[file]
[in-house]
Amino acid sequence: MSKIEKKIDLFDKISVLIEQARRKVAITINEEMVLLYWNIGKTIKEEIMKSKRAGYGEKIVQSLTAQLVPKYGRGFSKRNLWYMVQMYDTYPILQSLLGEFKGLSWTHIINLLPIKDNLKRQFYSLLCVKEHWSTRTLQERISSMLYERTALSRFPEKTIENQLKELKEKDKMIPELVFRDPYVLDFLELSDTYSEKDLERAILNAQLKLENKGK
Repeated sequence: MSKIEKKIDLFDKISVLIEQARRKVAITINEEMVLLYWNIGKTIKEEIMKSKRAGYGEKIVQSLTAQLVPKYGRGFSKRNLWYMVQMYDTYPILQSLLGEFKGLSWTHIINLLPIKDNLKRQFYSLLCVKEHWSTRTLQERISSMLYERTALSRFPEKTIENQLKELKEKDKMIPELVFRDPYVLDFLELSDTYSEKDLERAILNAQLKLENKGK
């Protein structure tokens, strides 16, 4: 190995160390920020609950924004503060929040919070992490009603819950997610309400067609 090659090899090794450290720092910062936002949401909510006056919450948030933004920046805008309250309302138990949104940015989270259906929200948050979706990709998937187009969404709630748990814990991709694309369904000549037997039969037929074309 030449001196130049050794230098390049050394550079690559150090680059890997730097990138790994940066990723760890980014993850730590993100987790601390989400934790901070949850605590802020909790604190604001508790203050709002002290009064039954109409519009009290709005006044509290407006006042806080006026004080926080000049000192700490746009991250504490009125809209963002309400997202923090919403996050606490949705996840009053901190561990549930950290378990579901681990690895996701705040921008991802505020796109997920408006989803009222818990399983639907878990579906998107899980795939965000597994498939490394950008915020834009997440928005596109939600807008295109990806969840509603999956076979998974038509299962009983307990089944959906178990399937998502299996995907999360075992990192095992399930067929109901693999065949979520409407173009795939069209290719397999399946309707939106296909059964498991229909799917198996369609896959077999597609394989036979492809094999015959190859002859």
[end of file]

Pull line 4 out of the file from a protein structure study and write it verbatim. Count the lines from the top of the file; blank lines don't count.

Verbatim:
């Protein structure tokens, strides 16, 4: 190995160390920020609950924004503060929040919070992490009603819950997610309400067609 090659090899090794450290720092910062936002949401909510006056919450948030933004920046805008309250309302138990949104940015989270259906929200948050979706990709998937187009969404709630748990814990991709694309369904000549037997039969037929074309 030449001196130049050794230098390049050394550079690559150090680059890997730097990138790994940066990723760890980014993850730590993100987790601390989400934790901070949850605590802020909790604190604001508790203050709002002290009064039954109409519009009290709005006044509290407006006042806080006026004080926080000049000192700490746009991250504490009125809209963002309400997202923090919403996050606490949705996840009053901190561990549930950290378990579901681990690895996701705040921008991802505020796109997920408006989803009222818990399983639907878990579906998107899980795939965000597994498939490394950008915020834009997440928005596109939600807008295109990806969840509603999956076979998974038509299962009983307990089944959906178990399937998502299996995907999360075992990192095992399930067929109901693999065949979520409407173009795939069209290719397999399946309707939106296909059964498991229909799917198996369609896959077999597609394989036979492809094999015959190859002859």